Part of the proceeds from the event will go to support Ocean’s Initiative, a Seattle-based nonprofit with a mandate to protect marine life and ecosystems.

Similar to Chemong Lodge's recent Oysterfest, Con Man's Lobsterfest on August 28, 2022 will be set up like a festival, featuring different beverage partners with tents set up in the Lakeview garden and food stations throughout the property. (Photo: Ralph Astorga)
Similar to Chemong Lodge’s recent Oysterfest, Con Man’s Lobsterfest on August 28, 2022 will be set up like a festival, featuring different beverage partners with tents set up in the Lakeview garden and food stations throughout the property. (Photo: Ralph Astorga)

The event will be set up like a festival, featuring different beverage partners with tents set up in the Lakeview garden and food stations throughout the property. Entry includes two beverage tickets and a choice of food for lobster lovers: a pound-and-a-half lobster with potato salad and corn on the cob, two lobster rolls with corn on the cob, or lobster mac and cheese.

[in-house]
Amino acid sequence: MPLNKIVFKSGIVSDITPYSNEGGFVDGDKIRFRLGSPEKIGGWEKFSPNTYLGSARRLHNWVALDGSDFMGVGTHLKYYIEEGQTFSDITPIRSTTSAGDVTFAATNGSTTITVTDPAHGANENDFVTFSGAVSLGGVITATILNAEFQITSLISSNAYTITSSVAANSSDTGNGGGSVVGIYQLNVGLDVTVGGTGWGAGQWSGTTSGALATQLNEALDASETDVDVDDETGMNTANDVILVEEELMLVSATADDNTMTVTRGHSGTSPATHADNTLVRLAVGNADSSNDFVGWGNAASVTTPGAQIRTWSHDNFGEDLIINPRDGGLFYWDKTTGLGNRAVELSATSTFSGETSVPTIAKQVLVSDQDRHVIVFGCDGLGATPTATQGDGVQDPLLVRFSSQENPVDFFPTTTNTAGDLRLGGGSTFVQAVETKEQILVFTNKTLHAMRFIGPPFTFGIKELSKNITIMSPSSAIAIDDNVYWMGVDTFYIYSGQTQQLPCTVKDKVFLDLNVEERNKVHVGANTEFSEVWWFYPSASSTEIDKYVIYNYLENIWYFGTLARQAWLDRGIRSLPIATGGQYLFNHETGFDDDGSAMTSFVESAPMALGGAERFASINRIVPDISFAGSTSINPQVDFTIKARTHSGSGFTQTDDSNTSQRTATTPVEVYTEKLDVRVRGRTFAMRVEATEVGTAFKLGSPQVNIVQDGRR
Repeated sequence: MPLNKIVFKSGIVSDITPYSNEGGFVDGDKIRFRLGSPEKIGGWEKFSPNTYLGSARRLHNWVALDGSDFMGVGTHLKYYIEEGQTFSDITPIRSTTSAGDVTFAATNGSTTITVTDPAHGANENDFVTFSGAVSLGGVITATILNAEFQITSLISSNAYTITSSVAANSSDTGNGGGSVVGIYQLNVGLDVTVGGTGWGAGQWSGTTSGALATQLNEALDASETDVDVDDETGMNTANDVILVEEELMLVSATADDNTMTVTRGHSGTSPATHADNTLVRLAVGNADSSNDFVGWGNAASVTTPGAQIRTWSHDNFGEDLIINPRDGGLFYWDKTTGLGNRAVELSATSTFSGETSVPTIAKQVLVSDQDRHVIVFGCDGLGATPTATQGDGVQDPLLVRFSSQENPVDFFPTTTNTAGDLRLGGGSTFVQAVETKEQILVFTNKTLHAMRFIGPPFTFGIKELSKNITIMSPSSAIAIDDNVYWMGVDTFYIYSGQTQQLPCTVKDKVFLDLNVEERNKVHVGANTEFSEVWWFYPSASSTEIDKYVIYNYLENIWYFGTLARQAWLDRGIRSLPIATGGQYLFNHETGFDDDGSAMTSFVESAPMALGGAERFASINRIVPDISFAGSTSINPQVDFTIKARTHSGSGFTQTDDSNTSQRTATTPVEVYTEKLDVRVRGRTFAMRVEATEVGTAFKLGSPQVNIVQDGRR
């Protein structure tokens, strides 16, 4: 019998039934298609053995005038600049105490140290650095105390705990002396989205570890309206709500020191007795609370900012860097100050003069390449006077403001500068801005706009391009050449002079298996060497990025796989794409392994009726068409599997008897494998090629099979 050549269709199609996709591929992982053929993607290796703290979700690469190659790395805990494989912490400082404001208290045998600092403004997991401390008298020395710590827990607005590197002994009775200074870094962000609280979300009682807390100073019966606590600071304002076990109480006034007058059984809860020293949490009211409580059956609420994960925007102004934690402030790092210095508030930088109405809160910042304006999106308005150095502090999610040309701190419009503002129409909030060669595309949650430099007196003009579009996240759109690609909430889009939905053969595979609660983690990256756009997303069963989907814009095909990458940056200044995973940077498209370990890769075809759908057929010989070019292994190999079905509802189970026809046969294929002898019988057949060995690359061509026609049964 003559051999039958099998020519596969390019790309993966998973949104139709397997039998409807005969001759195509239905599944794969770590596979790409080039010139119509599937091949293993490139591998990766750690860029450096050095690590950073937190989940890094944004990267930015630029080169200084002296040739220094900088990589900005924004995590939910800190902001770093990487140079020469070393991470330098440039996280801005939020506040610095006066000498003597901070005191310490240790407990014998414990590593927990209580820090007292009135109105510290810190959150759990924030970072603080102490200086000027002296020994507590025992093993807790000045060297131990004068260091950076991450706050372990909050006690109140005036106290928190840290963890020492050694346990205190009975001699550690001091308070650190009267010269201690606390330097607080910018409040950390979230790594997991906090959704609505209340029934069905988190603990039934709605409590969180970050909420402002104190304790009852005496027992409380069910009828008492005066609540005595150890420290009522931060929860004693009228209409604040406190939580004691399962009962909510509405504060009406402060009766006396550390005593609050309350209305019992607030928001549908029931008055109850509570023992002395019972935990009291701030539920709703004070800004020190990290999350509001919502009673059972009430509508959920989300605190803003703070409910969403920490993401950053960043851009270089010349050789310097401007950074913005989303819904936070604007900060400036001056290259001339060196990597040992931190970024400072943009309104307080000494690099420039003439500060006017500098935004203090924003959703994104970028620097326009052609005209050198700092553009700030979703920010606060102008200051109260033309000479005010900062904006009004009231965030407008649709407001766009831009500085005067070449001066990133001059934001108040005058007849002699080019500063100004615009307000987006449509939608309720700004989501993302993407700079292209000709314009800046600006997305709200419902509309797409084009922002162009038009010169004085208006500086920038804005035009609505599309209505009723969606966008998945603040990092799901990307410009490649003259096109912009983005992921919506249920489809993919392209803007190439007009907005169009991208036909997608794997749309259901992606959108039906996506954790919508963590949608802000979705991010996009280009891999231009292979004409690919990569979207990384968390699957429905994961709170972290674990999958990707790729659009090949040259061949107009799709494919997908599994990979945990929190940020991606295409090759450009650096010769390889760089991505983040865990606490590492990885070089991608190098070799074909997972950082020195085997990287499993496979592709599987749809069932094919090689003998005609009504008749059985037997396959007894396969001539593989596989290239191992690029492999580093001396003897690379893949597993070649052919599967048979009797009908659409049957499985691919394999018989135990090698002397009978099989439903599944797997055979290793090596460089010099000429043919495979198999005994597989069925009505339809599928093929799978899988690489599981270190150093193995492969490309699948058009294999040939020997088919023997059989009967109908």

For those who prefer their food raised on dry land, there will be ribs, brisket, and pulled pork from Dr. J’s BBQ & Brews (282 Aylmer St., Peterborough, 705-874-5717) and wagyu hotdogs from Primal Cuts (550 Lansdowne St. W., Peterborough, 705-775-6328).

For Adam, AJ and Ted, this is another way to inject some life into a place they’ve loved for years.

“The lodge has been a really special place for us growing up. I grew up down the hill. My parents are still there — they’ve been there 30 years. My wedding rehearsal dinner was here, and all sorts of great celebrations. There’s a lot of passion attached to the project and it’s really a revitalization project for us.”

Tickets are available in person at Chemong Lodge or on their website at chemonglodge.com.